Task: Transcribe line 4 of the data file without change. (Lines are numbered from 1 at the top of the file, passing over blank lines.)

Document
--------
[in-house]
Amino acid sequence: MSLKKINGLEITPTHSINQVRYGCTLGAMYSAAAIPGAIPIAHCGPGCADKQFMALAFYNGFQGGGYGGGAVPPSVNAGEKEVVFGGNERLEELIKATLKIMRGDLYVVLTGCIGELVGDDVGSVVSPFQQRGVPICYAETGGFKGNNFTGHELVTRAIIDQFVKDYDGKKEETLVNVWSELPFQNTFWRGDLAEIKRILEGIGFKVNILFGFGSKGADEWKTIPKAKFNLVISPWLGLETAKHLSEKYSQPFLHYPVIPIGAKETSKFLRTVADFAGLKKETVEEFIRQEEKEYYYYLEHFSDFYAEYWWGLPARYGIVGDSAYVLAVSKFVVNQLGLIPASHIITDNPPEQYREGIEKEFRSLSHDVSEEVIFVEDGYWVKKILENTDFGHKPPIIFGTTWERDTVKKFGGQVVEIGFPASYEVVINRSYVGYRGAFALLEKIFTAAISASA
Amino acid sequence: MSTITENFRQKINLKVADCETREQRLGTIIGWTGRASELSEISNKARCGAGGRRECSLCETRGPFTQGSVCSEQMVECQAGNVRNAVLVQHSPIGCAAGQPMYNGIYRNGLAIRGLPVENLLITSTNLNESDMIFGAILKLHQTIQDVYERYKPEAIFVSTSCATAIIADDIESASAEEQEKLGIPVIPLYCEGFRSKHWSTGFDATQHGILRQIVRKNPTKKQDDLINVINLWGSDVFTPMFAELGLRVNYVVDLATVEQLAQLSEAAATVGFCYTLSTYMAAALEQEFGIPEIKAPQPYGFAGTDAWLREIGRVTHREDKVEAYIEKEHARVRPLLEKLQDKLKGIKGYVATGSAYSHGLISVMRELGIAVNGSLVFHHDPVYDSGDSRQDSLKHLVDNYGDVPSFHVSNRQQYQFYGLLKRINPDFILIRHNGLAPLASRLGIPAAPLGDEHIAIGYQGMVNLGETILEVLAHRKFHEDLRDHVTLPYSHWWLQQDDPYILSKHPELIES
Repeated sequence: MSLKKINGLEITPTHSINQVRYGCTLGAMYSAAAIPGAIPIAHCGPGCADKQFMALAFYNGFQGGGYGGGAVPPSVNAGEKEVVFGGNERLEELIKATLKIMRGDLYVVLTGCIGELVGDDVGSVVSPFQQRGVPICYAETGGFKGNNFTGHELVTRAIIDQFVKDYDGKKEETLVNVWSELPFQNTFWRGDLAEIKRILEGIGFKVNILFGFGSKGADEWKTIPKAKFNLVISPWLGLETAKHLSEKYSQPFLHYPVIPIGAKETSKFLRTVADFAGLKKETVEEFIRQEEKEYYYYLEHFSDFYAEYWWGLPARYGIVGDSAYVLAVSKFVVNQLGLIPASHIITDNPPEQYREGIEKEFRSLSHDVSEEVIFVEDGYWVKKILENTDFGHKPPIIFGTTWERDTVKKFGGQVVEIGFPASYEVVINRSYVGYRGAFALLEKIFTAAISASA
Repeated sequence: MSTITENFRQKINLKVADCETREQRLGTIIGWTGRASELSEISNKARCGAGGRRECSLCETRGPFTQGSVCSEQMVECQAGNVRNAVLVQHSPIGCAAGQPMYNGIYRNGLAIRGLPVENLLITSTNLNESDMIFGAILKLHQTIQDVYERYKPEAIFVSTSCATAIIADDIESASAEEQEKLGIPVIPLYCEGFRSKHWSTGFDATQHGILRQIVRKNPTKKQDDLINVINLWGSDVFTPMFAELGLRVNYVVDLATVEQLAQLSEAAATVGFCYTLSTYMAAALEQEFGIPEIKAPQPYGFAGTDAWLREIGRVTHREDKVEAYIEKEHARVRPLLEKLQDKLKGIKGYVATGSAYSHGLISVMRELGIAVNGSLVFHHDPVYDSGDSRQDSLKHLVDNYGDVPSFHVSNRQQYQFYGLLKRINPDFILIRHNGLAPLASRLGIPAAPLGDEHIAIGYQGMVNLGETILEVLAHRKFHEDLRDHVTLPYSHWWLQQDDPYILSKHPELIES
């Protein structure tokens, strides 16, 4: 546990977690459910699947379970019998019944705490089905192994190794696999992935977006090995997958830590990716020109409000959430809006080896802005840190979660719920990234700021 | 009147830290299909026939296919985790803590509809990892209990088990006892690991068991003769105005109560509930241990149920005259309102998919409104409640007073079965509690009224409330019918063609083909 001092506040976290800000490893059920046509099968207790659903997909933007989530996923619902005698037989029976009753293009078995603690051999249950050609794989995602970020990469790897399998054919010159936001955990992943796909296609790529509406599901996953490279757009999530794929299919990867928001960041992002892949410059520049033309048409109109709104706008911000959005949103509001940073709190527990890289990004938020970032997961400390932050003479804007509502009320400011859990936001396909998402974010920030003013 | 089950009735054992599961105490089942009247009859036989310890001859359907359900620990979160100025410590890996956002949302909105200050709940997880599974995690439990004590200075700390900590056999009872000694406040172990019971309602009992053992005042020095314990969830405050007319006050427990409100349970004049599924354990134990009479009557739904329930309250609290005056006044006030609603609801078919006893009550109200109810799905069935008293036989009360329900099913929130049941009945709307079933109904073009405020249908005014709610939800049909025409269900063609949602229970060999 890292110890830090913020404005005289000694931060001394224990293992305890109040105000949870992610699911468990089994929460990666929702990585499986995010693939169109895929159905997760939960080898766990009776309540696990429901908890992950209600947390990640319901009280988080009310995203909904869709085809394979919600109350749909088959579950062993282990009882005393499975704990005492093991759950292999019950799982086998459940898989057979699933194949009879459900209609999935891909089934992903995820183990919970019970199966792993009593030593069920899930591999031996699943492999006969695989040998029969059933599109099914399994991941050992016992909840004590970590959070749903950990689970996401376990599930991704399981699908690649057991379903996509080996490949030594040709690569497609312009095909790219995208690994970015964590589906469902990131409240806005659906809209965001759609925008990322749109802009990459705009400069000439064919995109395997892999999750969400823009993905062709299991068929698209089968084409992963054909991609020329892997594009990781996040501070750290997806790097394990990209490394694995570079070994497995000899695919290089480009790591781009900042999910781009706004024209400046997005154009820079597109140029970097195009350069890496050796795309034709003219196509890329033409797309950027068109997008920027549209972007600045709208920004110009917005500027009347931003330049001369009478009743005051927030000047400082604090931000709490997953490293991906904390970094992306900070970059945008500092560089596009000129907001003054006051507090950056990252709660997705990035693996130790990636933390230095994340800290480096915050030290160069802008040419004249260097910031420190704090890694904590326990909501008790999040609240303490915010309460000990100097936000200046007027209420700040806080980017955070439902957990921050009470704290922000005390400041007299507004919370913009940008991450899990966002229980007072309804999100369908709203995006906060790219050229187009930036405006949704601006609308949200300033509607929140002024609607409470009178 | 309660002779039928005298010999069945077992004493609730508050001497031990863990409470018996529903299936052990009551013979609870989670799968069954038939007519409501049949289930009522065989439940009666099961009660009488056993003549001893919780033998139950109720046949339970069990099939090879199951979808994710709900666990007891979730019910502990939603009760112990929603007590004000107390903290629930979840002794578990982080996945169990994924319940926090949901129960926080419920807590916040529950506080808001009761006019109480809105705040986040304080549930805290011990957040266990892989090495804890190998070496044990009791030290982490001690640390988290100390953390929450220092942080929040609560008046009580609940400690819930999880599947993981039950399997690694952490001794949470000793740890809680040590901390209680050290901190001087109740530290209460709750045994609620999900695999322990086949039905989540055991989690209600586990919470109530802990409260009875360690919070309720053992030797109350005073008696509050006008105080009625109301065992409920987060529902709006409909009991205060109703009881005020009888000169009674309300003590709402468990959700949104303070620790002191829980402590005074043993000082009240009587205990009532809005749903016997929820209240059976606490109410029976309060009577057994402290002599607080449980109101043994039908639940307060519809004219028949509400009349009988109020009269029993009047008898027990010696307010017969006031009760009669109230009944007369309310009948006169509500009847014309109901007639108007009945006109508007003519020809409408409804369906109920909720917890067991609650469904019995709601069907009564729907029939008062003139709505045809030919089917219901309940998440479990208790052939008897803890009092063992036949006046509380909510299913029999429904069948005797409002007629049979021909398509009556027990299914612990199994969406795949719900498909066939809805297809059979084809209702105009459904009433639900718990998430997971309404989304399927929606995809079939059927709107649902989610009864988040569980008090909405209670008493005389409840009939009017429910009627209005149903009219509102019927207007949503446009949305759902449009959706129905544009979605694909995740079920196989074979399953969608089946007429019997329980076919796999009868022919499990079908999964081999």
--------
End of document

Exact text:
Repeated sequence: MSLKKINGLEITPTHSINQVRYGCTLGAMYSAAAIPGAIPIAHCGPGCADKQFMALAFYNGFQGGGYGGGAVPPSVNAGEKEVVFGGNERLEELIKATLKIMRGDLYVVLTGCIGELVGDDVGSVVSPFQQRGVPICYAETGGFKGNNFTGHELVTRAIIDQFVKDYDGKKEETLVNVWSELPFQNTFWRGDLAEIKRILEGIGFKVNILFGFGSKGADEWKTIPKAKFNLVISPWLGLETAKHLSEKYSQPFLHYPVIPIGAKETSKFLRTVADFAGLKKETVEEFIRQEEKEYYYYLEHFSDFYAEYWWGLPARYGIVGDSAYVLAVSKFVVNQLGLIPASHIITDNPPEQYREGIEKEFRSLSHDVSEEVIFVEDGYWVKKILENTDFGHKPPIIFGTTWERDTVKKFGGQVVEIGFPASYEVVINRSYVGYRGAFALLEKIFTAAISASA